Does being sober give you more energy?
From personal experience, I can answer with certainty. Hell YES! I have even started running again. I have registered for a half marathon on my Birthday in September. No way would I be able to train for a half marathon if I was nursing hangovers. I have more work energy and invest this energy into researching fun, engaging activities for my students. Additionally, I want to get creative in my classroom, with more complex instructional strategies to keep students’ minds active and my own.
I am also writing more with a clear mind. I have set myself some awesome goals. I want to blog two to three times a week. I want to improve my grammar and spelling. As a math and physical education teacher, I am always growing in this space. Not only have I got more energy, but my anxiety has also gone. I have to admit this is also the result of giving up coffee too, but that is a different blog;-)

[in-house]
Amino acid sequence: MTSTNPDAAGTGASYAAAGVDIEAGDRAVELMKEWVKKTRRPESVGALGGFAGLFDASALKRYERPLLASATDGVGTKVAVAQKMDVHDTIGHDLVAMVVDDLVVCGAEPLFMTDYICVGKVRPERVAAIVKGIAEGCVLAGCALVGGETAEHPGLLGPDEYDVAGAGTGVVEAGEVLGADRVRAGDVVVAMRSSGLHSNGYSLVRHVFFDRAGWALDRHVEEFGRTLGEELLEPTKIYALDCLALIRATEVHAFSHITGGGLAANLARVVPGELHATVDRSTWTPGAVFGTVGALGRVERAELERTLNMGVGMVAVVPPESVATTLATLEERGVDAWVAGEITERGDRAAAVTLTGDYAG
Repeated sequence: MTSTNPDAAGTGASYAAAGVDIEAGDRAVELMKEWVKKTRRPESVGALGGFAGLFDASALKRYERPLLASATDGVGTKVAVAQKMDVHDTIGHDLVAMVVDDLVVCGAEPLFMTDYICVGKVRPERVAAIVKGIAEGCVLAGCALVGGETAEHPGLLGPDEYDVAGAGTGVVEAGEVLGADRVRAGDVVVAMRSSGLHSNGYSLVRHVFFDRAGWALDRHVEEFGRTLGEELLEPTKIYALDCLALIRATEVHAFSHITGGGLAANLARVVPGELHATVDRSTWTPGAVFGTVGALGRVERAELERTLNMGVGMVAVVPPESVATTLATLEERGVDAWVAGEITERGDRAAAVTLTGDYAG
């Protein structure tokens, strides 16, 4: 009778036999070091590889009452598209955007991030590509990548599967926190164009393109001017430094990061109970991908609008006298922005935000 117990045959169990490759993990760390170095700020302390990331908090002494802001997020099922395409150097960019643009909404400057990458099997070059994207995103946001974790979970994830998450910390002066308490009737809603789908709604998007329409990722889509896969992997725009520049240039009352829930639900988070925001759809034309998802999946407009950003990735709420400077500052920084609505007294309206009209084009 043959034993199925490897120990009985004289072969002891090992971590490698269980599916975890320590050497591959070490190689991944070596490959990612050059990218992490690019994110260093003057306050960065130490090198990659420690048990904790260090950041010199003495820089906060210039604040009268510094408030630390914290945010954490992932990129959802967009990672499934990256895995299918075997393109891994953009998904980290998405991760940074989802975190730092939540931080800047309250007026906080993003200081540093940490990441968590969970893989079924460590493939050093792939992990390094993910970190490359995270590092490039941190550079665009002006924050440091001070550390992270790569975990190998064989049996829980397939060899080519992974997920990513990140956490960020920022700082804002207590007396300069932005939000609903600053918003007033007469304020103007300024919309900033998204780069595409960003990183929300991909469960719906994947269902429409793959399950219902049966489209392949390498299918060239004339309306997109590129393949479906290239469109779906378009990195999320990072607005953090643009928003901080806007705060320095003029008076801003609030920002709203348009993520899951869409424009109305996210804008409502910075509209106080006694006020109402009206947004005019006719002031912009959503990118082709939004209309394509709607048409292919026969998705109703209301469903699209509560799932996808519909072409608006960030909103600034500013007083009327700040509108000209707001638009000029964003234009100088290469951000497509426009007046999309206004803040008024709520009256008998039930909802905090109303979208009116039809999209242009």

I have been listening to a few goal-setting books with all this new energy to give myself targets and challenges to improve in life and teaching. Some of my all-time favourites are.
Other benefits of not drinking alcohol.
- Improved classroom management and lesson designs.
- Having more money to spend on other things such as massages and facials.
- Not having to worry about acting a fool when drunk or acting unprofessionally at work functions.
- I don’t smell of alcohol.
- My kids don’t think drinking alcohol is the norm.
- My sleep is amazing.
- Less calorie intake.
- The list goes on and on.
There are so many benefits to living a life without alcohol, so why not give it a try?
With Dry July around the corner. There is no better time.
To read more on becoming more effective in the classroom by improving your classroom management, click here.Home »